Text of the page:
No Blood, No Deformities...You're Fine...Get Back On Your Bike

Teaching my girls how to ride a bike was one of those rites of passage as a father that I cherished.  I just did it in a style that drove my wife crazy.  Everytime my daughters fell off their bike, they would cry and my wife would immediately run over to them to ensure they were ok, as any good mother should.  For myself, I had a more stoic nature, yet was always close by to prevent them from peddling into the street.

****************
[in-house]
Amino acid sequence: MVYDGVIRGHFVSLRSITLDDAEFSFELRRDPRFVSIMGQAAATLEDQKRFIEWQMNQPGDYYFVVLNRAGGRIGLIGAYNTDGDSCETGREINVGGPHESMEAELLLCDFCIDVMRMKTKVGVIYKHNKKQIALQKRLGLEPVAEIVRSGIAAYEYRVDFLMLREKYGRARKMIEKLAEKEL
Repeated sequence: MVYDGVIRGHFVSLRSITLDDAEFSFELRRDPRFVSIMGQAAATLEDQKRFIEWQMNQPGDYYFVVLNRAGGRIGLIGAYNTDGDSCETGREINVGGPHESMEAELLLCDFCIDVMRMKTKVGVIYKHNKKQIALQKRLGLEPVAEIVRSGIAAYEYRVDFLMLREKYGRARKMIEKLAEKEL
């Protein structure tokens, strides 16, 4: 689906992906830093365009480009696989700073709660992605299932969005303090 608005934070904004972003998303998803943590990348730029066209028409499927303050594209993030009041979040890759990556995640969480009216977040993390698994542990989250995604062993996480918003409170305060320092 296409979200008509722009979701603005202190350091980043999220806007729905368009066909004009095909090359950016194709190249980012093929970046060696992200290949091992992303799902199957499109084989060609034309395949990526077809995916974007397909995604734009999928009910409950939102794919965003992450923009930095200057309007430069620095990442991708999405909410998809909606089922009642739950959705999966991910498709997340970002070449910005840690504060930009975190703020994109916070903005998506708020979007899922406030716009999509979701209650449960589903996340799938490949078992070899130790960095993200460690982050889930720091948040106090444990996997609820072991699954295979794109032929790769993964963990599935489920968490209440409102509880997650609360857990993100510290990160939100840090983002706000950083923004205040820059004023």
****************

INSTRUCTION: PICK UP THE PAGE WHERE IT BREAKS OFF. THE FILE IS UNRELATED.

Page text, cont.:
When they fell off their bike and started crying, I would first check to see if they were bleeding or if there were any deformities (i.e., broken bones or dislocated joints). If there wasn't any, I would simply tell them to get back on their bike.  Once they saw me not concerned that they fell and that I wasn't in a hurried panic, they would get back on their bike and try again.  Most of the time when they fell, they were embarrassed or simply knowing that they fell caused a crying action, but once I averted their thoughts to get back up on their bike and that learning to ride a bike was fun, they would stop crying. If my memory serves me right, my daughters learned to ride a bike in half-day because they were able to get past their fear.